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Axon Fights Deepfakes with New Body Cams, Debuts RMS

New tools from one of the nation’s top police-tech companies, a new body camera and a cloud-based RMS, debuted last month at several police departments in California trying to address a few 21st-century concerns.

Axon, a top purveyor of law enforcement technology, announced in recent weeks a pair of new tools deploying in several California jurisdictions. One is an update of one of the company’s main products, the body camera; the other is a new cloud-based records management system (RMS).

The growing sophistication of “deepfake” videos, convincingly edited to mislead, has drawn the attention of public-security stakeholders from nonprofit researchers to state legislators. The latest body cameras from Axon aim to curtail the problem at the source.

Now shipping for deployment in three California police departments, according to a news release last month, the Axon Body 3 comes with security upgrades to prevent tampering with the public records they exist to produce. Axon declined an interview for this story, but a spokesperson explained in an email that new features include disk encryption, file fingerprints and audit logs to ensure the original video data is preserved, even if redacted or edited copies are made for public release.

Other new features of the Axon Body 3 include real-time alerts, live maps and live streaming, with future upgrades proposed to allow real-time evidence offloading from the field, a "find my officer" locator, and interoperability with mobile devices.

The company also said in an email that it’s researching blockchain technology, but it didn’t elaborate.

“We recognize the threat posed by ‘deepfakes’ to cause general mistrust in the integrity of any video, including body-worn camera videos,” the emailed statement read. “The Axon ecosystem has been refined over years to ensure strong chain-of-custody and robust video integrity validation throughout the life cycle of video evidence.”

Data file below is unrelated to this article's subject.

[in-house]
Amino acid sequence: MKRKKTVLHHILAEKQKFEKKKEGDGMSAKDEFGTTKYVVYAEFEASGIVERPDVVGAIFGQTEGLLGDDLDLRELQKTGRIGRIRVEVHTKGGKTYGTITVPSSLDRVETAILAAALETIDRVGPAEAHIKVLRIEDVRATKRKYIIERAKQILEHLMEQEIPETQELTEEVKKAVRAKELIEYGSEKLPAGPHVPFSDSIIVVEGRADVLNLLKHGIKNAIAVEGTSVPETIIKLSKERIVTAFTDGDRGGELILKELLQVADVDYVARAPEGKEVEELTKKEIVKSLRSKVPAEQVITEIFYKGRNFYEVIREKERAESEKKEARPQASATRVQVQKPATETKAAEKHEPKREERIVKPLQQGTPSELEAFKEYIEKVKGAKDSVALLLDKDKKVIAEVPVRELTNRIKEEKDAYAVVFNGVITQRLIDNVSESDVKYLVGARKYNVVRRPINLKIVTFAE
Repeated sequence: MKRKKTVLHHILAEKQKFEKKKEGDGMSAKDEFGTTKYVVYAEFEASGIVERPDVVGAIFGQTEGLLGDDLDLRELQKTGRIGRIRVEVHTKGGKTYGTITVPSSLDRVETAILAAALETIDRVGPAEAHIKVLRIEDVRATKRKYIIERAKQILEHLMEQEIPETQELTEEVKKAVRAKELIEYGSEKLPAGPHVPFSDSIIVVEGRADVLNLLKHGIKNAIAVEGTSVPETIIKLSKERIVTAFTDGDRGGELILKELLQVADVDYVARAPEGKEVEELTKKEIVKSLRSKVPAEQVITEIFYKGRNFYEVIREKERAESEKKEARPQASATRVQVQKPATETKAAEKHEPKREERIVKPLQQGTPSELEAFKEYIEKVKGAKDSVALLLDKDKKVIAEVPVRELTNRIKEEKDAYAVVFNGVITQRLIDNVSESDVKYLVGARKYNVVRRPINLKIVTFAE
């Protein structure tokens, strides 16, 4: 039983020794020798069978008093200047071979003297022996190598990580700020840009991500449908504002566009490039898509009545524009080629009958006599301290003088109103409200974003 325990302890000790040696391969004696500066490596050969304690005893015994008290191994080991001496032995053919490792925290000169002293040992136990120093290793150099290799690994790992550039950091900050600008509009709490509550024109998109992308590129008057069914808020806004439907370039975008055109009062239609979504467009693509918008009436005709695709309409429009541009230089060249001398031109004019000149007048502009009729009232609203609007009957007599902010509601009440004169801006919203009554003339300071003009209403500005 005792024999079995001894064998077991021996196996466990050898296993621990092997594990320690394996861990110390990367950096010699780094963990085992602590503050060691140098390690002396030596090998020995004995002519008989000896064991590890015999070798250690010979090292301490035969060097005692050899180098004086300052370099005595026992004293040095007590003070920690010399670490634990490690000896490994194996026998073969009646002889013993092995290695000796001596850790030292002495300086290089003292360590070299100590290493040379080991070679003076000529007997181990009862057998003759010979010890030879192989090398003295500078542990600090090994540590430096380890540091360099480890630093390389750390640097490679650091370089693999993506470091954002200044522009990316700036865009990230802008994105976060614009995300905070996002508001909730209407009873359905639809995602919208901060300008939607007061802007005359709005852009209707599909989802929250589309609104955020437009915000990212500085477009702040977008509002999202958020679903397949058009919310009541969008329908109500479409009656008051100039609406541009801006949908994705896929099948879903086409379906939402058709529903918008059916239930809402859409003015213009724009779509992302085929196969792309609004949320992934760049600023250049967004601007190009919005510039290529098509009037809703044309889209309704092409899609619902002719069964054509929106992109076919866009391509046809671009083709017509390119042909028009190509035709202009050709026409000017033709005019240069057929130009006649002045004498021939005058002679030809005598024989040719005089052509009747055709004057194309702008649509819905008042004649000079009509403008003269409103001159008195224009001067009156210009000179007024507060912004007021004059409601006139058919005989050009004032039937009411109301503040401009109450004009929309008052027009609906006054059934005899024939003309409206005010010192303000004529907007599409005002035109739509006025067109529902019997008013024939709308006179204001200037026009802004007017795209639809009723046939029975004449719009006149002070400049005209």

The email said Oxnard, San Leandro and Tracy police departments collectively ordered 409 Axon Body 3 cameras, and more agencies will receive orders by the end of the month.

As the largest provider of body cameras in the U.S., Axon comes under frequent scrutiny for what features it chooses to include. At the suggestion of an independent advisory group, Axon announced in June that it would not put facial recognition technology in its body cameras nor make face-matching technology for the foreseeable future, although it said face-matching — identifying a face by matching it to a photo in a database — warrants further research.

The concern in that case was that tagging people’s faces without their consent could create a surveillance apparatus ripe for abuse, and the algorithms involved are susceptible to false identification, more so for some racial groups than others.

Entering the RMS market in competition with companies such as Mark43, Tyler Technologies and CentralSquare, Axon Records debuted last month with the Fresno Police Department.

According to a news release, the cloud-based, customizable RMS aims to expedite the report-writing process to give officers more time in the field. Features touted by the company include the ability to incorporate all evidence and documents into a single incident, predictive typing, a configurable validation engine to connect with the National Incident-Based Reporting System (NIBRS), and integrations with other systems to connect with hardware and avoid duplication of work.

Fresno Police Chief Andrew Hall said in a public statement that his department opted to try Axon Records after more than two decades with a legacy RMS.

"What was truly amazing to me was that we were able to train more than 800 employees in five weeks without disruption to the organization,” he said. “Now that we are deploying Axon Records, we're confident the system will incorporate everything we need for what is essentially the backbone of our agency."

Andrew Westrope is a staff writer for Government Technology. Before that, he was a reporter and editor at community newspapers for seven years. He has a Bachelor’s degree in physiology from Michigan State University and lives in Northern California.